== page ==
Sony's first new game console in seven years, the PlayStation 4, goes on sale today in North America. Shuhei Yoshida of Sony Computer Entertainment Worldwide Studios says of the launch, "We had to redefine our platform almost, and we have come to conclude that this is the beginning of a new era of PlayStation, shifting more from a hardware focus to a service focus." With Sony's turnaround apparently faltering in recent months, SMBC Nikko Securities analyst Koki Shiraishi says, "The question is how profitable it will be, and we can’t really expect the PS4 business to generate double-digit margins like the first- and second-generation PlayStation consoles did.”
Ramar Foods pulls in more than $10 million a year selling "lumpia" sticks and other Filipino specialties, but, like many ethnic-food companies, its growth was constrained by the size of its immigrant community. With competitors eating away at its margins, Ramar is focusing on new markets, including franchise restaurants that specialize in different cuisines but are run by immigrants familiar with Filipino fare. Another target: high-school cafeterias, where Filipino teens can introduce lumpia to classmates as the next "trendy" ethnic food.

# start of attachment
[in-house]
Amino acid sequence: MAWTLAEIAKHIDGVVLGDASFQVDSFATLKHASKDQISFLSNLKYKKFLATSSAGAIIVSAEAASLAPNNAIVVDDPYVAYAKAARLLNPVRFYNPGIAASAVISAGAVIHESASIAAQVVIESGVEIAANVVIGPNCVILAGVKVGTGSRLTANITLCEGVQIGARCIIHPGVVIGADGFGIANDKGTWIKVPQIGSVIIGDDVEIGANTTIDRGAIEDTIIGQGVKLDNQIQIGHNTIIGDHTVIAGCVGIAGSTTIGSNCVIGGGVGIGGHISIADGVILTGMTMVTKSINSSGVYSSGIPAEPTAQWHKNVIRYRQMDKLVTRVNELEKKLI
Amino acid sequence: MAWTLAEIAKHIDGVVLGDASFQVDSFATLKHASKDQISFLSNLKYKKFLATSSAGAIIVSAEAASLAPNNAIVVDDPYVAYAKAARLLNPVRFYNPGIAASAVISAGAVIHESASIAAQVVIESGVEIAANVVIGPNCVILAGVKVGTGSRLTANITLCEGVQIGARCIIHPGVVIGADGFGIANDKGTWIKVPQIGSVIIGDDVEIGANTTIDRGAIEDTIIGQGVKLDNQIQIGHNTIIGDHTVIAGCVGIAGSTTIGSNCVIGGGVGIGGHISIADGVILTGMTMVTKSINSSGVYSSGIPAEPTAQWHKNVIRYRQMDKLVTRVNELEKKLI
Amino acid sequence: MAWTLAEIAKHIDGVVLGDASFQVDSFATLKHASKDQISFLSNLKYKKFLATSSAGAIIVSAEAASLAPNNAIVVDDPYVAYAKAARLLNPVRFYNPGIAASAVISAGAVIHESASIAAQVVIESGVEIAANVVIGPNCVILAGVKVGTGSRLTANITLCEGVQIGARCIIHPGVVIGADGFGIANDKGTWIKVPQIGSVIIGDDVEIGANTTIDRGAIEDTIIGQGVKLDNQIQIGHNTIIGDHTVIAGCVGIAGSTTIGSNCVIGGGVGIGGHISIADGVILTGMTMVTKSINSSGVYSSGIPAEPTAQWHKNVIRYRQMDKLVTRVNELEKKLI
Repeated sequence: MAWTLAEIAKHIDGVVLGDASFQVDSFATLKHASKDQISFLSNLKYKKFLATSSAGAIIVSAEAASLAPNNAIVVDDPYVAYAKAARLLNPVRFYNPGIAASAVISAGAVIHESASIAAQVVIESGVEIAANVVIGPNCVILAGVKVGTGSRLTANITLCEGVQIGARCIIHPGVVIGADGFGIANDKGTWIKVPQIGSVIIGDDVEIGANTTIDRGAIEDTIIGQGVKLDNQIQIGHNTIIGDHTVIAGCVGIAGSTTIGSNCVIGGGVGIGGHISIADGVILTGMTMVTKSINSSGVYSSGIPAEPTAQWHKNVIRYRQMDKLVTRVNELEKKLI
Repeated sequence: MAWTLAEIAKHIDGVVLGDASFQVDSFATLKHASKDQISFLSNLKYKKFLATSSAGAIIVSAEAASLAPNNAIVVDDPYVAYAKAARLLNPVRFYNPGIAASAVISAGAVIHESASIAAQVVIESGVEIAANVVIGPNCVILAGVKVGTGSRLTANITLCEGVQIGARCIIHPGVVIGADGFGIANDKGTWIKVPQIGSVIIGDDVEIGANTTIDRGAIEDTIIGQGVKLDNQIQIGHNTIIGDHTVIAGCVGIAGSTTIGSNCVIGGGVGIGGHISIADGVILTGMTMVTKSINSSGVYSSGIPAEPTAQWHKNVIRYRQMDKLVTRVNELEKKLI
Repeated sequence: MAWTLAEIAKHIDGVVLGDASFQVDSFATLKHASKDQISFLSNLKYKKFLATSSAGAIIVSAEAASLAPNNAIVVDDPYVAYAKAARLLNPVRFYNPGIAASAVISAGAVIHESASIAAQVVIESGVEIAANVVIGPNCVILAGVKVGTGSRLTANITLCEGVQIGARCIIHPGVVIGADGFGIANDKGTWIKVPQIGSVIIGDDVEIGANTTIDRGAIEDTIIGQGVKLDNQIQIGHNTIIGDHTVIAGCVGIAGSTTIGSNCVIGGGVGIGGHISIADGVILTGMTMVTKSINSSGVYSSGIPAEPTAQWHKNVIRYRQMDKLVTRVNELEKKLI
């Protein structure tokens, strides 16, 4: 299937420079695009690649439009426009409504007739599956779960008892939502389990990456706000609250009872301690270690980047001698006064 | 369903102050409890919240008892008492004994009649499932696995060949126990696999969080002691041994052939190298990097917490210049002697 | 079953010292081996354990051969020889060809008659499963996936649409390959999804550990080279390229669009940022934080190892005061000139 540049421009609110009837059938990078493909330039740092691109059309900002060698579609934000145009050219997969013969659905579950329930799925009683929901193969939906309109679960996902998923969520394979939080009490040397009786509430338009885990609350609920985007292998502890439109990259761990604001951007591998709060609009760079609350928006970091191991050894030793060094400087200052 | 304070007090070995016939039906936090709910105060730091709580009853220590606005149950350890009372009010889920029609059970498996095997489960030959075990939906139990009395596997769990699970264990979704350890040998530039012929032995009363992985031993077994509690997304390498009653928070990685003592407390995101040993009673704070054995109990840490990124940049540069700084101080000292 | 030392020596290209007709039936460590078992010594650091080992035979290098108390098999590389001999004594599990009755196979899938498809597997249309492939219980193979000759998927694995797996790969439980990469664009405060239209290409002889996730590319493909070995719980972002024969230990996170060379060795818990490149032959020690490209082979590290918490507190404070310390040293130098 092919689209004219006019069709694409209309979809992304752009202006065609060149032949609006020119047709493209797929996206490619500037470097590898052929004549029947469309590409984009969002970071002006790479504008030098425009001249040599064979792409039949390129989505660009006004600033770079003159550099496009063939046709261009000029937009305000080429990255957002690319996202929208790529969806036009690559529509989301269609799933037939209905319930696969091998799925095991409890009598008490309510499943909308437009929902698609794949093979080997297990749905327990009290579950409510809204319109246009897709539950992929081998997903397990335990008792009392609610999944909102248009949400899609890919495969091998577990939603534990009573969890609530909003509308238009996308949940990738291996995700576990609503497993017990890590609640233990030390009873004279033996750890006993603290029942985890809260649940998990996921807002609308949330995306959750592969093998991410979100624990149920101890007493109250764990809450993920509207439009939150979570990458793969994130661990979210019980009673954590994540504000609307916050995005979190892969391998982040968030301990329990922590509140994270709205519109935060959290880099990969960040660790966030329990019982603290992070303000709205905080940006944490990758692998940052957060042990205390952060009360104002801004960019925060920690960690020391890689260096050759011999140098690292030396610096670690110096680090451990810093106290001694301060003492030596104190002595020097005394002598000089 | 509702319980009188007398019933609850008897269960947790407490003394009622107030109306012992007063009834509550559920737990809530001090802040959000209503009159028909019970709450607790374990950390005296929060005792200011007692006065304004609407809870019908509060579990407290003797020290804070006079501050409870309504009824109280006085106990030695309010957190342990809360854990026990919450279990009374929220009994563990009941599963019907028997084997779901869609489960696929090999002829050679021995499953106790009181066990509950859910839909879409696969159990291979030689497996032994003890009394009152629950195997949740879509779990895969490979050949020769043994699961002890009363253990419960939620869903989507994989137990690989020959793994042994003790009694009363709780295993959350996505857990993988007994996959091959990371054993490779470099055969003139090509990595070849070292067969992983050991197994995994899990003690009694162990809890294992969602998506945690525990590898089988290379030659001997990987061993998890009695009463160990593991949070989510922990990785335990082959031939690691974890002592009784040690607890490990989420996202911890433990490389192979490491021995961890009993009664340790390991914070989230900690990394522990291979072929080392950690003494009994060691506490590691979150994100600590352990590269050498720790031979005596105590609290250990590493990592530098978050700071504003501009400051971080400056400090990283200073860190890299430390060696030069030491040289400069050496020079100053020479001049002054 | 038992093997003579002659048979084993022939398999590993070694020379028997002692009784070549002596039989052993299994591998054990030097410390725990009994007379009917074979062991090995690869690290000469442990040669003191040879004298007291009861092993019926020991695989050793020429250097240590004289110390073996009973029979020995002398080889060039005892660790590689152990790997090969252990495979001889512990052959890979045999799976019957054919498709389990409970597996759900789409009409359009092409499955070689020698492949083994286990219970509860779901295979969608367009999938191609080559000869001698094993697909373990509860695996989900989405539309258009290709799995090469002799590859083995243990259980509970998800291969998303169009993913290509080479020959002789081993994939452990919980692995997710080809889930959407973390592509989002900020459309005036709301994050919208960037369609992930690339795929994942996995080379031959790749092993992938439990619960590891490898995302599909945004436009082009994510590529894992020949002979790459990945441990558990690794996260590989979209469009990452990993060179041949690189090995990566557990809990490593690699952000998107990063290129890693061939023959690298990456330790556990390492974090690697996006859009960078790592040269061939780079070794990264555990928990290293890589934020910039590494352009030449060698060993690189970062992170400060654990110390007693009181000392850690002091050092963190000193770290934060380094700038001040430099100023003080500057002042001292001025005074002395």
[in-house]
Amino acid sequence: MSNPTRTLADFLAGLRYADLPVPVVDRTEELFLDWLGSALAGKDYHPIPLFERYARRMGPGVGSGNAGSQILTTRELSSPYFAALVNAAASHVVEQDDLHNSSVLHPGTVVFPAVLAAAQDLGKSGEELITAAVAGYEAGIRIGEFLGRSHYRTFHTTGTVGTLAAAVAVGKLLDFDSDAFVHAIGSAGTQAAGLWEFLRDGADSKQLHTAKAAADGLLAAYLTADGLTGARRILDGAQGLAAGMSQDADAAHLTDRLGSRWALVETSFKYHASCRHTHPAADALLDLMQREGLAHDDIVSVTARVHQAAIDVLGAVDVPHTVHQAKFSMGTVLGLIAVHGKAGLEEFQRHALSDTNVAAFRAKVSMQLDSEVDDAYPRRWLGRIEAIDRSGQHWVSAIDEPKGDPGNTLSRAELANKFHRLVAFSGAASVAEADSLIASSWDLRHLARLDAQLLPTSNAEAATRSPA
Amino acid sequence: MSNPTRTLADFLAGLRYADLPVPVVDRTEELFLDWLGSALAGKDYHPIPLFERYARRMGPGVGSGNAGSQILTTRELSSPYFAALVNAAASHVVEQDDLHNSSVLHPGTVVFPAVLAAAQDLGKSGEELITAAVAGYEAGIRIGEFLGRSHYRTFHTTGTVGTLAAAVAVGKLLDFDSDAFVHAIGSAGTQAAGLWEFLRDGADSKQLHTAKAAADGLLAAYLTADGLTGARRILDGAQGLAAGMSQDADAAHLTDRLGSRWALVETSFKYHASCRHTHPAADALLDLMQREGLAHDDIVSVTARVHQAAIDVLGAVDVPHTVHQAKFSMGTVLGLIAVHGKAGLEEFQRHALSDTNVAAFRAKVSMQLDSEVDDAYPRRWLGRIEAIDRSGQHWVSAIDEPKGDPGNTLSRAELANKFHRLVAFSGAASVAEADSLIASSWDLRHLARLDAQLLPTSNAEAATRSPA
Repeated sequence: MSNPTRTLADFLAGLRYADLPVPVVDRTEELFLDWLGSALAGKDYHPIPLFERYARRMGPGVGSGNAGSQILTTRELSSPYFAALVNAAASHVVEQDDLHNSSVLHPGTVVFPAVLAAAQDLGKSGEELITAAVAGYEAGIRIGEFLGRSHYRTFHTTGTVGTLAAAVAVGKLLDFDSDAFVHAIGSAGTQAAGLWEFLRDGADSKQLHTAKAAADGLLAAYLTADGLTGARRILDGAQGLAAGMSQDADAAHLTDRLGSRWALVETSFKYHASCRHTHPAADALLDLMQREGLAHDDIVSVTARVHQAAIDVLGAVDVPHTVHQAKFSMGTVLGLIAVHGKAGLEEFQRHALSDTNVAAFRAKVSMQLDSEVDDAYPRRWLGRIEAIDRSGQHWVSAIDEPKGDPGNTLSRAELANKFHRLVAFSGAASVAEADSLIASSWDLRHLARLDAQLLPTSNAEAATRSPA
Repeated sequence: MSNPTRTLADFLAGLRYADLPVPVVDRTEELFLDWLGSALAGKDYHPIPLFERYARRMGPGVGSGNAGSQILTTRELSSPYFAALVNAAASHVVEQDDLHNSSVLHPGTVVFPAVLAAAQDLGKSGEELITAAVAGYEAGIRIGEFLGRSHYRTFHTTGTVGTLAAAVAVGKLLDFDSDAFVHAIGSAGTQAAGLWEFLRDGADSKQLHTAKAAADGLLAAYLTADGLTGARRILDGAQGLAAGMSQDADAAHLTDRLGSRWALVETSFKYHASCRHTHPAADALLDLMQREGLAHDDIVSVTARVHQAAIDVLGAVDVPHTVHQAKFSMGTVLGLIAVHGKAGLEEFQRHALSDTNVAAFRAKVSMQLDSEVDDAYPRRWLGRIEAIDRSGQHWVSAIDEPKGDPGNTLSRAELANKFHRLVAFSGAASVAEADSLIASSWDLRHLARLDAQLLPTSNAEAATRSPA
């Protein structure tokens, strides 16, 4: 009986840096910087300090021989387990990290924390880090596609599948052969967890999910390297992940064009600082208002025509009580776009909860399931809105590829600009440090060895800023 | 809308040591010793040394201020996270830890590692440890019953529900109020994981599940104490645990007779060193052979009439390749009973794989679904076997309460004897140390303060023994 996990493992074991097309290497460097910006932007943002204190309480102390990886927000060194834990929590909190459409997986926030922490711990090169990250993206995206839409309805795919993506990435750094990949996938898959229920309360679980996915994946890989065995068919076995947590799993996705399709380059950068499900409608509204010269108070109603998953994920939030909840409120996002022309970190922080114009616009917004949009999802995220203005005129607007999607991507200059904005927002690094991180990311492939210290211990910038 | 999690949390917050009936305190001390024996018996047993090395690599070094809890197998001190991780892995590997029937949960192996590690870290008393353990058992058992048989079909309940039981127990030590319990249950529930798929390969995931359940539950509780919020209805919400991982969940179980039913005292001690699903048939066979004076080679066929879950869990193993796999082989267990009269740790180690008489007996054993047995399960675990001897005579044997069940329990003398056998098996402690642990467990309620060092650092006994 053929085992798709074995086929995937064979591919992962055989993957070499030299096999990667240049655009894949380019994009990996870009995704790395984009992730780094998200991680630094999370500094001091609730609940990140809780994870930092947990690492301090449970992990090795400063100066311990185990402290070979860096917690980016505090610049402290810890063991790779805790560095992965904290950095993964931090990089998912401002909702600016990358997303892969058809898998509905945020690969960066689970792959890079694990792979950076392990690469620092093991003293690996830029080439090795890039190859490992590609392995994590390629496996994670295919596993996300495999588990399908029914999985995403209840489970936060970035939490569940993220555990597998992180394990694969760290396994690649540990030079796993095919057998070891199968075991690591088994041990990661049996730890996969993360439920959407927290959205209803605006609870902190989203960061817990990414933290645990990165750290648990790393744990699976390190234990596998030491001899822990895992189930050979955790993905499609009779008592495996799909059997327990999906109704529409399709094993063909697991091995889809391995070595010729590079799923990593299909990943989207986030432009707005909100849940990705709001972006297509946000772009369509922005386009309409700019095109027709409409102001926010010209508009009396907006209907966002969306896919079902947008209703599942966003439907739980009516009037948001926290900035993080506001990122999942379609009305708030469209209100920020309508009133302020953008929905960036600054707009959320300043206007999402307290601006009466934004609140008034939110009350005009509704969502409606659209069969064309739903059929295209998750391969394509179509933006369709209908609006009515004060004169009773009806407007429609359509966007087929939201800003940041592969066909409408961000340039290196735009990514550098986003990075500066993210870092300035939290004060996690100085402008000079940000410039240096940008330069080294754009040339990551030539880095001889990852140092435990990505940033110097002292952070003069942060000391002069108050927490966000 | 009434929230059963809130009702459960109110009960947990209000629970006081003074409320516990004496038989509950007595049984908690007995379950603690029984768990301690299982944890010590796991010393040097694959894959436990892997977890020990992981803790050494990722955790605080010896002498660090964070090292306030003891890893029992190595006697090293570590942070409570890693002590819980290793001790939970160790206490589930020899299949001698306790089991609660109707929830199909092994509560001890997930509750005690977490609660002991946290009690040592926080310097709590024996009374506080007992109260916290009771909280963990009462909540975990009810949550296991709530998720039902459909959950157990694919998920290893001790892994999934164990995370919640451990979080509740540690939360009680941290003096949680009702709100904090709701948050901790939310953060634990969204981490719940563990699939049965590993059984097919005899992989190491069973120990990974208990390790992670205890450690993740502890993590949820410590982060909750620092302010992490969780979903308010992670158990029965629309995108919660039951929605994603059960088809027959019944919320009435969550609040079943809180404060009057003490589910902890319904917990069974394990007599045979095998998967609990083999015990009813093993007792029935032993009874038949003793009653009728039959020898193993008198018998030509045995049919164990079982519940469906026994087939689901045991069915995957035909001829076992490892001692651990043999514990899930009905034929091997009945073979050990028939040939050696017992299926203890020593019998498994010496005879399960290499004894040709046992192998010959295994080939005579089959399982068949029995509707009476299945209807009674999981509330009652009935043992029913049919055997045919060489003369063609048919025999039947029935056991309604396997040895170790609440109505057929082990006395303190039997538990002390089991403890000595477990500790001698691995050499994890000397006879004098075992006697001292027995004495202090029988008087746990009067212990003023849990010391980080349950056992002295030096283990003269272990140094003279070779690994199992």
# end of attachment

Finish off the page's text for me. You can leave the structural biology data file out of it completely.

Intel has forged a deal to acquire McAfee for $7.68 billion, and will integrate the company's security technology into its chips for computers, smartphones and consumer electronics. However, some analysts said the expenditure seems excessive given the limited apparent synergies. "Eventually the software features will get embedded in the hardware. So maybe this is an expensive way for Intel to acquire domain expertise," said analyst Ashok Kumar of Rodman & Renshaw.
Shifting your IT applications to the cloud demands a comprehensive strategy as well as a case-by-case litmus test, Kevin Fogarty writes. Analyze the business reasons for adopting software-as-a-service, examine the architecture of the move, carefully consider which applications would be useful and check into your cloud provider's background, he writes.
Researchers have gathered 22 years worth of data to create a map of the vast patch of garbage swirling in the North Atlantic, which was found to stretch in its most concentrated form from Virginia south to Cuba. The research could help map the location of other garbage patches, or gyres, and help predict future changes; cleanup is not considered possible.